First Advisor

Robert R. Harmon

Date of Publication


Document Type


Degree Name

Doctor of Philosophy (Ph.D.) in Systems Science: Business Administration


Systems Science: Business Administration




New products -- Marketing -- Forecasting, New products -- Marketing -- Mathematical models, Conjoint analysis (Marketing)



Physical Description

1 online resource (A2, x, 288, 39 pages)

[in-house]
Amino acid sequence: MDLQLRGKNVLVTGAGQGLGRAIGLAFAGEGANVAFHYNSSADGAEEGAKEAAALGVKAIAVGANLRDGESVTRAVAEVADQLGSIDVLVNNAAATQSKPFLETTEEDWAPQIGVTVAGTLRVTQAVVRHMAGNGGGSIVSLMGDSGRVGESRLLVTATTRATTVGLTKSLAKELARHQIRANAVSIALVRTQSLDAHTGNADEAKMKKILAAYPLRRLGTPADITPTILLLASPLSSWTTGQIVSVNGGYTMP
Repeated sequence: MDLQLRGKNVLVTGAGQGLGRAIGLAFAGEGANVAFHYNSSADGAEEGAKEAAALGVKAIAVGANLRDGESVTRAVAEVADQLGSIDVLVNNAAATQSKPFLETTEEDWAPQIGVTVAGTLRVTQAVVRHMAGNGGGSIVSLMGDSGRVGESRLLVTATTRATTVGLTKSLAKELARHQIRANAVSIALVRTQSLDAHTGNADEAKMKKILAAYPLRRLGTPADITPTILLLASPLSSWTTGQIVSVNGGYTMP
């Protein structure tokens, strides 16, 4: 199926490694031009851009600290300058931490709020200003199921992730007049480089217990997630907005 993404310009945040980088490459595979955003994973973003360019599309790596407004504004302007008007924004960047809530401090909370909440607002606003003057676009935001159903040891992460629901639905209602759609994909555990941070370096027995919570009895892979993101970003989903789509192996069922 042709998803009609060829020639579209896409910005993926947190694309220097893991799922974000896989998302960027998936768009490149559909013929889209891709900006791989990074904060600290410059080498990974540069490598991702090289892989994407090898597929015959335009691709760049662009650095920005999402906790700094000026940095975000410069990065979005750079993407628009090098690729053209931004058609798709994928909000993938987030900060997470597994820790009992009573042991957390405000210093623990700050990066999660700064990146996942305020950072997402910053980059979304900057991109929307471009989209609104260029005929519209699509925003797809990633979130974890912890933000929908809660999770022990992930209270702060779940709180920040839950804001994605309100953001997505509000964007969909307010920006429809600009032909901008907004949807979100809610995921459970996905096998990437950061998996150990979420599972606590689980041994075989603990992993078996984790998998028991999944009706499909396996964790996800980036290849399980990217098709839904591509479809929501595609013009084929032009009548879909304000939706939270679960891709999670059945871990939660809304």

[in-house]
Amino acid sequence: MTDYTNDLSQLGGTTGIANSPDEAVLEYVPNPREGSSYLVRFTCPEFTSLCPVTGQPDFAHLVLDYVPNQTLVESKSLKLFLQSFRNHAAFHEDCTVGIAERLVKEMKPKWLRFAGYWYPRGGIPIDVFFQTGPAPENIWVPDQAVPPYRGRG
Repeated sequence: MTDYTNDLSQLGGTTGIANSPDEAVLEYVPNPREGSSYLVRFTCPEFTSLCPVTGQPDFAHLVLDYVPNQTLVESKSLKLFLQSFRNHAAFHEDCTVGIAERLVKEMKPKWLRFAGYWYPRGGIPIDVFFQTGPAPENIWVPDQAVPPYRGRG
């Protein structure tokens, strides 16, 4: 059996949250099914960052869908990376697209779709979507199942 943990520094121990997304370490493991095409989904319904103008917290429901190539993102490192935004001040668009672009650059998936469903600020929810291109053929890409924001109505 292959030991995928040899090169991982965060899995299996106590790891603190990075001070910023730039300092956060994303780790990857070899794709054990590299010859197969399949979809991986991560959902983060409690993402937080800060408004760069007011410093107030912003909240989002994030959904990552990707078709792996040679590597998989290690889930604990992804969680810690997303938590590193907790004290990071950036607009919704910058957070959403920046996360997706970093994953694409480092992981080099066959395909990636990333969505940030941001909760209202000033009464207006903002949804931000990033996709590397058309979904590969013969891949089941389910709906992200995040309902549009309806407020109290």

Ability to measure value from the customer's point of view is central to the determination of market offerings: Customers will only buy the equivalent of perceived value, and companies can only offer benefits that cost less to provide than customers are willing to pay. Conjoint analysis is the most popular individual-level value measurement method to determine relative impact of product or service attributes on preferences and other dependent variables. This research focuses on how value measurement can be made more accurate and more reliable by measuring the relative influence of selected methodological variations on performance in prediction and on stability of value structure, and by grouping customers with similar value structure into segments which respond to product stimuli in a similar manner. Influences of the type of attributes included in the conjoint task, of the factorial design used to construct the product profiles, of the type and form of model, of the time of measurement, and of the type of cluster-based segmentation method, are evaluated. Data was gathered with a questionnaire that controlled for methodological variations, and with a notebook computer as the measurement object. One repeated measurement was taken. The study was conducted in two phases. In Phase I, influences of methodological variations on accuracy in prediction and on respective value structure were examined. In Phase II, different cluster-based segmentation methods--hierarchical clustering (HIC), non-hierarchical clustering (NHC), and fuzzy c-means clustering (FUC)--and according conjoint models were evaluated for their performance in prediction and in comparison with individual-level conjoint models. Results show the best models for a variety of design parameters are traditional individual-level, main-effects-only conjoint models. Neither modeling of interactions, nor segment-level conjoint models were able to improve on prediction. Best segment-level conjoint models were obtained with a fuzzy clustering method, worst models were obtained with k-means and the most fuzzy clustering approach. In conclusion, conjoint analysis reveals itself as a reliable method to measure individual customer value. It seems more rewarding for improvement of accuracy in prediction to apply repeated measures, or gather additional data about the respondent, than to attempt improvement on methodological variations with a single measurement.


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